In the first months of life in humans and weeks of life in monkeys, monocular motion visual evoked potentials reveal a nasotemporal asymmetry (30-33). Monocular preferential looking testing reveals greater perceptual sensitivity to nasalward motion (34). Monocular pursuit and optokinetic tracking reveal biases favoring nasalward target motion (12,35-38). These nasalward motion biases are pronounced before onset of sensorial fusion and stereopsis but systematically diminish thereafter. They are retained in subtle form in normal adult humans and can be unmasked using contrived monocular stimuli (39,40). If normal maturation of binocularity is impeded by eye misalignment or monocular deprivation, the nasalward biases persist and become pronounced (34,41-47). The nasalward gaze bias is the key feature of the fusion maldevelopment syndrome. Other common findings are loss of stereopsis, interocular suppression, strabismus, and smaller amplitude torsional/vertical oscillations of the eyes.
BINOCULAR DECORRELATION FROM VARIOUS CAUSES BEGINS THE LN CASCADE
Clinical studies of children (43) and adults (2,4,44,48) with LN have inspired a series of behavioral, physiological, and neuroanatomic studies in nonhuman primates (NHPs) who had LN associated with naturally occurring (22,23,49-55) or experimentally induced (1,10,56-65) infantile strabismus. The common finding of these experiments is that the prevalence and severity of LN correlate systematically with the age of onset and duration of binocular decorrelation in infancy.
The most common clinical cause of binocular decorrelation is strabismus, which in human infants is overwhelmingly esotropic (convergent) (66). Early onset esotropia exceeds exotropia by a ratio of 9:1. Esotropia is also the most common form of naturally occurring strabismus in NHPs (67,68). It may therefore be considered the paradigmatic form of strabismus in primates. However, any prolonged deprivation of normal binocular experience in early infancy can cause binocular decorrelation (e.g., monocular congenital cataract, uniocular high ametropia in hyperopia or myopia, uniocular neonatal vitreous hemorrhage, uniocular corneal clouding, dense bilateral cataracts). In NHP models, monocular deprivation (uniocular amblyopia) or severe binocular deprivation (bilateral amblyopia) (10,57,63) produced by eyelid suturing (the thin translucent eyelid of NHPs mimics a congenital cataract, allowing diffuse luminance to the retina but blocking spatial vision) is also used to generate LN. But an important fact to note is that loss of spatial vision is not required; the majority of human and NHP infants with strabismus alternate fixation initially and have no amblyopia (69). The necessary and sufficient factor is binocular decorrelation, not lack of sharp visual acuity.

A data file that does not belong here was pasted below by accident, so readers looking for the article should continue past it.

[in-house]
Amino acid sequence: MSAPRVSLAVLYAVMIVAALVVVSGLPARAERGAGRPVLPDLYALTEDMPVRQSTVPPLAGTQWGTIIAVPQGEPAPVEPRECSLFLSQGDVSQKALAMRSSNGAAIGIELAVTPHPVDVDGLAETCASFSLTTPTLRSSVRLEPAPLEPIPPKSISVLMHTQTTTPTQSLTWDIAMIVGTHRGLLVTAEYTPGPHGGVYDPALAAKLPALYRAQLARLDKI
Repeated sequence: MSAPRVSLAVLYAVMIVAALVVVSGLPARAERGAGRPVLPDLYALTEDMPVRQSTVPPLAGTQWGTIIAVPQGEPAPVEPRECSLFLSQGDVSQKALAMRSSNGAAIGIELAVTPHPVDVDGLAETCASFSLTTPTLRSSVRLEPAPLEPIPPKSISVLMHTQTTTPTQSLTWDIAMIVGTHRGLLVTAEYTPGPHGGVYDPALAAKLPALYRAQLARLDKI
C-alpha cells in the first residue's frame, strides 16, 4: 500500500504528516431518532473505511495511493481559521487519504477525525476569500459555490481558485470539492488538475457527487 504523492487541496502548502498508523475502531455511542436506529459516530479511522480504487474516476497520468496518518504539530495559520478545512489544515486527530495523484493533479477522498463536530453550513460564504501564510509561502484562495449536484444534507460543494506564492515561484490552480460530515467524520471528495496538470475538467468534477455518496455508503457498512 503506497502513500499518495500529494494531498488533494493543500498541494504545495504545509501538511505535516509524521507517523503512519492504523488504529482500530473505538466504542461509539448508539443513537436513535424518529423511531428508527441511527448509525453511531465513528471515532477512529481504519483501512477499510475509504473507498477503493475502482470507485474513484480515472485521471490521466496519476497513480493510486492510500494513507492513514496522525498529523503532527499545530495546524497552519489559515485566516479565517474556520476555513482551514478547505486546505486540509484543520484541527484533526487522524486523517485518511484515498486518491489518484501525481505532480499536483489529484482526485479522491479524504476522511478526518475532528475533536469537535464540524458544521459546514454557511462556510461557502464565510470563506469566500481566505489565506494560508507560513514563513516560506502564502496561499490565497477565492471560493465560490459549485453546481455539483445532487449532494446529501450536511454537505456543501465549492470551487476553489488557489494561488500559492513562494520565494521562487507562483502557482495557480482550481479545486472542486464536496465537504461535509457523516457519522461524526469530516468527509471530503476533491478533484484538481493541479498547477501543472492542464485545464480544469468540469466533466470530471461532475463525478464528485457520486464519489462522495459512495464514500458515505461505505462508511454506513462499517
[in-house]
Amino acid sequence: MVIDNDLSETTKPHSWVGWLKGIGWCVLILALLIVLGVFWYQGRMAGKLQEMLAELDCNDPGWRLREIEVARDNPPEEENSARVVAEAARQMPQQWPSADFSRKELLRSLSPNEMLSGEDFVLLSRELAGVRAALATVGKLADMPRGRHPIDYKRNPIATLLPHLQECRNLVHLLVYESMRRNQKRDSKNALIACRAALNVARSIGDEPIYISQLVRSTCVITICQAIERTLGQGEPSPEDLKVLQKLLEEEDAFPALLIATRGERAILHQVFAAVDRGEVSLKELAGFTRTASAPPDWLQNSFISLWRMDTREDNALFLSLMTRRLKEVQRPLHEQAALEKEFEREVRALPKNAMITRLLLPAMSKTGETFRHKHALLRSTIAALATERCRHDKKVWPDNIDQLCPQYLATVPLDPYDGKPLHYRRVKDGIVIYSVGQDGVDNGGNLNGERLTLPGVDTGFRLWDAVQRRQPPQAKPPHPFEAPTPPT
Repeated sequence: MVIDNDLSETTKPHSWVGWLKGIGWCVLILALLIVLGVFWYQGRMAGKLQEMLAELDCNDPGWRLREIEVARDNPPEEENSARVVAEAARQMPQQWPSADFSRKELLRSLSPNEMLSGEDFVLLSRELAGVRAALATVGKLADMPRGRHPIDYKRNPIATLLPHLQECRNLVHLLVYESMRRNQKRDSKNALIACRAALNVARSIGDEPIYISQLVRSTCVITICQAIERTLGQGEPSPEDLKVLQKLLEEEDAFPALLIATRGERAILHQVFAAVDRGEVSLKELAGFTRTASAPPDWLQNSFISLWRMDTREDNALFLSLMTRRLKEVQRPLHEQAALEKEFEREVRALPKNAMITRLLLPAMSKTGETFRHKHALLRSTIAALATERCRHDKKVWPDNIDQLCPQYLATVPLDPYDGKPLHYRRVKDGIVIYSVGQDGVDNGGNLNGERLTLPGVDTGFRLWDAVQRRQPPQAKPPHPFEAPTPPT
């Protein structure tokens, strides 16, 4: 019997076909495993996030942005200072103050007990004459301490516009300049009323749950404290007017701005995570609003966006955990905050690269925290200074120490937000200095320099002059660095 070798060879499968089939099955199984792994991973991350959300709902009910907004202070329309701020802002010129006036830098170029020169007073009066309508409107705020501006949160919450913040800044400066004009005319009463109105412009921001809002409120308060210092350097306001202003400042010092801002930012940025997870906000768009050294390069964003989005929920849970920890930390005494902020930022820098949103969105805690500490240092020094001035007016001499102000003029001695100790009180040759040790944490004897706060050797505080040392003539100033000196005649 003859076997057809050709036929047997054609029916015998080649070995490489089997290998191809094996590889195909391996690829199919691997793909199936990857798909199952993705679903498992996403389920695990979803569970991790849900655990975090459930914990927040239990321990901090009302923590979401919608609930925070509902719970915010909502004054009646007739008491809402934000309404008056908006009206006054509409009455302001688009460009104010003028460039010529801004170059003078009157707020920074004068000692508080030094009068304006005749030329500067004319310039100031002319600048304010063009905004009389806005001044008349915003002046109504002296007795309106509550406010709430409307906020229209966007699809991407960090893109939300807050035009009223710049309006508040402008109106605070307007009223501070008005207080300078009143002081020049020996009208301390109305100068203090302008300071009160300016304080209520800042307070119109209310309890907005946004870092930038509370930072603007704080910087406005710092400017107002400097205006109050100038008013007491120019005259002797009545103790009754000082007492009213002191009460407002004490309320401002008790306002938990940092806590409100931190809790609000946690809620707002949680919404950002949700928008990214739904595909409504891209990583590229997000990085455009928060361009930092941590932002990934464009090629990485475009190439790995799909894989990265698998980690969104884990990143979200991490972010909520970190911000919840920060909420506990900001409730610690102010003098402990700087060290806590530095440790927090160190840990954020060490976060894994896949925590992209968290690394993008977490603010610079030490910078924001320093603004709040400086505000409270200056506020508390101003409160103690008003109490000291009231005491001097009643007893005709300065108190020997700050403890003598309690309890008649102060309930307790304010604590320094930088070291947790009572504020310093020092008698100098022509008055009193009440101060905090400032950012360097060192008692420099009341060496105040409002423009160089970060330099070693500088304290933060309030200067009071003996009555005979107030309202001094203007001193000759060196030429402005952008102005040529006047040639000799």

Decorrelation durations that exceed the equivalent of 3 months in human infant development result in an LN prevalence of 100% (1,65,70). Perturbing these inputs from the first week of life causes LN, but delaying the perturbation to the time of onset of normal fusion and stereopsis (the equivalent of age 2-4 months in human) is equally effective (71). The severity of the resultant LN corresponds to the severity of loss of binocular connections between ODCs of opposite ocularity in visual area V1 and the severity of interocular suppression (1,72). Area V1 feeds forward to extrastriate areas MT/MST known to be important for gaze holding and gaze tracking, such as smooth pursuit, optokinetic nystagmus (OKN), and the short-latency ocular following response (73-76).